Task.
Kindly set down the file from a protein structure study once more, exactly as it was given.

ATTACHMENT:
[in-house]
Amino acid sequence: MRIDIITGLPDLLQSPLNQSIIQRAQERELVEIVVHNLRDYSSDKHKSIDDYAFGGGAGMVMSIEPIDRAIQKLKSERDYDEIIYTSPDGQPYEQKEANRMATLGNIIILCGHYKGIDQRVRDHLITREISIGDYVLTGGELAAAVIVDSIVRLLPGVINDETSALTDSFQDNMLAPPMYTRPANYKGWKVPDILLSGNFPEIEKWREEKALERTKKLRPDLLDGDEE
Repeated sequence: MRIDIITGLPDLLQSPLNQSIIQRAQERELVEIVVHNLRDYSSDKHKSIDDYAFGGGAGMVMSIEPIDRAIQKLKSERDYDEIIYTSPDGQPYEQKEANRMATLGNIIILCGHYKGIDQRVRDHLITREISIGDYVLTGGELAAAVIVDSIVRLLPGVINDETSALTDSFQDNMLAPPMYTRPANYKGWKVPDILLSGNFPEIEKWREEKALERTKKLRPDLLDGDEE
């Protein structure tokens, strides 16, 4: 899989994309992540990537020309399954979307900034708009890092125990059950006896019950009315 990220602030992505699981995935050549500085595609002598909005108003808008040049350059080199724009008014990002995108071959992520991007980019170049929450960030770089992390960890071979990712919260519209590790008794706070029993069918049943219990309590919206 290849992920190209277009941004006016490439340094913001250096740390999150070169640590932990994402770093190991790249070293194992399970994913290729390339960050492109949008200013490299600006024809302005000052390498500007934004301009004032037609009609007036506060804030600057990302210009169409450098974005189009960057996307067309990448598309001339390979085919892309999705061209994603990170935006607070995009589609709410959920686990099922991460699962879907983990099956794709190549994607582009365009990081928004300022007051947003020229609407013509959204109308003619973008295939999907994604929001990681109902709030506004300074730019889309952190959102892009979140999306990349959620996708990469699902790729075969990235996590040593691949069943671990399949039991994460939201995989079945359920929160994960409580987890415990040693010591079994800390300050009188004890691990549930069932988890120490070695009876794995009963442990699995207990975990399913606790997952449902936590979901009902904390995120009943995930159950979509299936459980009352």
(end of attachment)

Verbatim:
[in-house]
Amino acid sequence: MRIDIITGLPDLLQSPLNQSIIQRAQERELVEIVVHNLRDYSSDKHKSIDDYAFGGGAGMVMSIEPIDRAIQKLKSERDYDEIIYTSPDGQPYEQKEANRMATLGNIIILCGHYKGIDQRVRDHLITREISIGDYVLTGGELAAAVIVDSIVRLLPGVINDETSALTDSFQDNMLAPPMYTRPANYKGWKVPDILLSGNFPEIEKWREEKALERTKKLRPDLLDGDEE
Repeated sequence: MRIDIITGLPDLLQSPLNQSIIQRAQERELVEIVVHNLRDYSSDKHKSIDDYAFGGGAGMVMSIEPIDRAIQKLKSERDYDEIIYTSPDGQPYEQKEANRMATLGNIIILCGHYKGIDQRVRDHLITREISIGDYVLTGGELAAAVIVDSIVRLLPGVINDETSALTDSFQDNMLAPPMYTRPANYKGWKVPDILLSGNFPEIEKWREEKALERTKKLRPDLLDGDEE
């Protein structure tokens, strides 16, 4: 899989994309992540990537020309399954979307900034708009890092125990059950006896019950009315 990220602030992505699981995935050549500085595609002598909005108003808008040049350059080199724009008014990002995108071959992520991007980019170049929450960030770089992390960890071979990712919260519209590790008794706070029993069918049943219990309590919206 290849992920190209277009941004006016490439340094913001250096740390999150070169640590932990994402770093190991790249070293194992399970994913290729390339960050492109949008200013490299600006024809302005000052390498500007934004301009004032037609009609007036506060804030600057990302210009169409450098974005189009960057996307067309990448598309001339390979085919892309999705061209994603990170935006607070995009589609709410959920686990099922991460699962879907983990099956794709190549994607582009365009990081928004300022007051947003020229609407013509959204109308003619973008295939999907994604929001990681109902709030506004300074730019889309952190959102892009979140999306990349959620996708990469699902790729075969990235996590040593691949069943671990399949039991994460939201995989079945359920929160994960409580987890415990040693010591079994800390300050009188004890691990549930069932988890120490070695009876794995009963442990699995207990975990399913606790997952449902936590979901009902904390995120009943995930159950979509299936459980009352």